We had been cleaning up piles of downed trees and brush in our lower field to make it easier to mow. Larry was having a great time with his chainsaw and newly acquired tractor. You know men and their toys! Anyway, this particular tree had been dead for some time and much of the wood was rotten and full of insects. We hauled the good wood to our growing woodpile, but not knowing what else to do, we dumped the rest into the burn pile.
When Todd heard what we were doing, he suggested that we start a field compost pile instead of burning the unusable wood. We had been composting our kitchen scraps and garden waste for a couple years, but this had not occurred to us. What a shame. The men found a perfect place under some trees and close to the creek, and we have been using it ever since. Someday, someone is going to have a rich source of decomposed material to use on their fields and gardens. It won’t be us, but it still makes me happy to think about it.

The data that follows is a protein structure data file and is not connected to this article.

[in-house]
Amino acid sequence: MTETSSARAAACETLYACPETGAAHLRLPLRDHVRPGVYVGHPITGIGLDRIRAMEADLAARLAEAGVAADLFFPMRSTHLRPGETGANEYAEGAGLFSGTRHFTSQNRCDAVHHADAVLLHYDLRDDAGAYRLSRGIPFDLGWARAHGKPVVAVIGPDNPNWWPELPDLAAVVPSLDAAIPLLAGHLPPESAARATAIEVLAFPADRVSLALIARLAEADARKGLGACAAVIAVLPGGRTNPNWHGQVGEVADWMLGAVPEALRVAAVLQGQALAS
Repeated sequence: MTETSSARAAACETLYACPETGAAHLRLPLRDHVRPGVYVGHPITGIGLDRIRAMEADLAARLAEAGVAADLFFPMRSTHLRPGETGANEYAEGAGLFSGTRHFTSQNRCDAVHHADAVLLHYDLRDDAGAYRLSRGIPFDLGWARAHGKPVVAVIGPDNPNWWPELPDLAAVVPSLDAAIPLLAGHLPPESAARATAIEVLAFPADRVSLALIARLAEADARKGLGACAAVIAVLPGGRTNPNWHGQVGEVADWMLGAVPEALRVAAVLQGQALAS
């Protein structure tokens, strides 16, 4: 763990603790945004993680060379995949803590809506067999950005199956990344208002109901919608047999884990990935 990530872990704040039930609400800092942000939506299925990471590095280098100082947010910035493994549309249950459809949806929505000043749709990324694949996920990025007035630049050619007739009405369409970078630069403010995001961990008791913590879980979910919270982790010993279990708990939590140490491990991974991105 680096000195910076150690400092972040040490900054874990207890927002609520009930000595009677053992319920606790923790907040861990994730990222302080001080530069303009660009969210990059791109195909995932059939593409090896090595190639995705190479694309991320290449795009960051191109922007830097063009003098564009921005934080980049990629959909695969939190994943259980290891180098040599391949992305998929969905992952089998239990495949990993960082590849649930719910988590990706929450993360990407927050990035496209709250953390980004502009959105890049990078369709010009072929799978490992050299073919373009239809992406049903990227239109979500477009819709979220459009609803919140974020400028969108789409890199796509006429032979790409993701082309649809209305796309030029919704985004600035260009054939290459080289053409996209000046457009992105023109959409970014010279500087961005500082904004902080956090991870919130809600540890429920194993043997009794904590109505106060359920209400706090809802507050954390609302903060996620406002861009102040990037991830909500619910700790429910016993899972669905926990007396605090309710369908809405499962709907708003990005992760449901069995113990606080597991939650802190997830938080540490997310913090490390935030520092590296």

The Field Compost
The brown area in the picture is where we started our field compost pile. Anything that doesn’t go through the chipper shredder or onto the woodpile goes here, and it has grown immensely since we started it in 2010. We try not to waste anything, and in doing so, we’ve become like our depression era parents. That’s a good thing!
Have you done something in your garden or on your farm that makes you feel a little extra proud? Perhaps you started a compost pile, installed a rain barrel, or grew something new. It is a good, wholesome feeling, isn’t it? Well, one time a question on a farming website asked readers to tell about something they had done on their farm of which they were the most proud. I didn’t even have to give it a thought. I just blurted aloud, “FENCE.”
It was the fall of 2010, and Todd, Nancy, and granddaughter Erin were going to move to our farm for Erin’s last three years of high school. Erin was also bringing her horse, three sheep, and some chickens. We needed fence installed, and soon. We also needed the supplies and the knowhow. On the following trips to the farm, we started noticing fence. Do you know, it is just everywhere!